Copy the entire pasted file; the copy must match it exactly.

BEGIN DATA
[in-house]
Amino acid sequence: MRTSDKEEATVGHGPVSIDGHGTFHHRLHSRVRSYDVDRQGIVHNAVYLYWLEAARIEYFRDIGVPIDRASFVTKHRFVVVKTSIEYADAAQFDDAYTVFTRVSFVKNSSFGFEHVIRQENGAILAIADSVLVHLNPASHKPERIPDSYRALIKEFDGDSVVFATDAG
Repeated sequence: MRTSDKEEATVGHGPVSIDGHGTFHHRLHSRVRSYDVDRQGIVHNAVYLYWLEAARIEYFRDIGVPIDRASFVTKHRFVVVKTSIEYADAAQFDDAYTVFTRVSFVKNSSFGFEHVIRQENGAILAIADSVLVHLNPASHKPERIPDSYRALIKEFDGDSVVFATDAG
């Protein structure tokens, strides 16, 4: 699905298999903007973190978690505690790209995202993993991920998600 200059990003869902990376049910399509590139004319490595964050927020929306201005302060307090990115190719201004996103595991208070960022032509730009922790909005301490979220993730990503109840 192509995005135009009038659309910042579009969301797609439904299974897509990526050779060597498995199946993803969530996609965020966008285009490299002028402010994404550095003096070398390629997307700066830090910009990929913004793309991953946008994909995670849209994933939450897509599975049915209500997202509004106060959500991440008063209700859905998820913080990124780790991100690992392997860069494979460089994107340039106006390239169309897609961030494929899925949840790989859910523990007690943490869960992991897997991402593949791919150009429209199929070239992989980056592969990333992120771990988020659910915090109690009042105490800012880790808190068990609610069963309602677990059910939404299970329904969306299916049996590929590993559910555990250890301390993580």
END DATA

[in-house]
Amino acid sequence: MRTSDKEEATVGHGPVSIDGHGTFHHRLHSRVRSYDVDRQGIVHNAVYLYWLEAARIEYFRDIGVPIDRASFVTKHRFVVVKTSIEYADAAQFDDAYTVFTRVSFVKNSSFGFEHVIRQENGAILAIADSVLVHLNPASHKPERIPDSYRALIKEFDGDSVVFATDAG
Repeated sequence: MRTSDKEEATVGHGPVSIDGHGTFHHRLHSRVRSYDVDRQGIVHNAVYLYWLEAARIEYFRDIGVPIDRASFVTKHRFVVVKTSIEYADAAQFDDAYTVFTRVSFVKNSSFGFEHVIRQENGAILAIADSVLVHLNPASHKPERIPDSYRALIKEFDGDSVVFATDAG
């Protein structure tokens, strides 16, 4: 699905298999903007973190978690505690790209995202993993991920998600 200059990003869902990376049910399509590139004319490595964050927020929306201005302060307090990115190719201004996103595991208070960022032509730009922790909005301490979220993730990503109840 192509995005135009009038659309910042579009969301797609439904299974897509990526050779060597498995199946993803969530996609965020966008285009490299002028402010994404550095003096070398390629997307700066830090910009990929913004793309991953946008994909995670849209994933939450897509599975049915209500997202509004106060959500991440008063209700859905998820913080990124780790991100690992392997860069494979460089994107340039106006390239169309897609961030494929899925949840790989859910523990007690943490869960992991897997991402593949791919150009429209199929070239992989980056592969990333992120771990988020659910915090109690009042105490800012880790808190068990609610069963309602677990059910939404299970329904969306299916049996590929590993559910555990250890301390993580």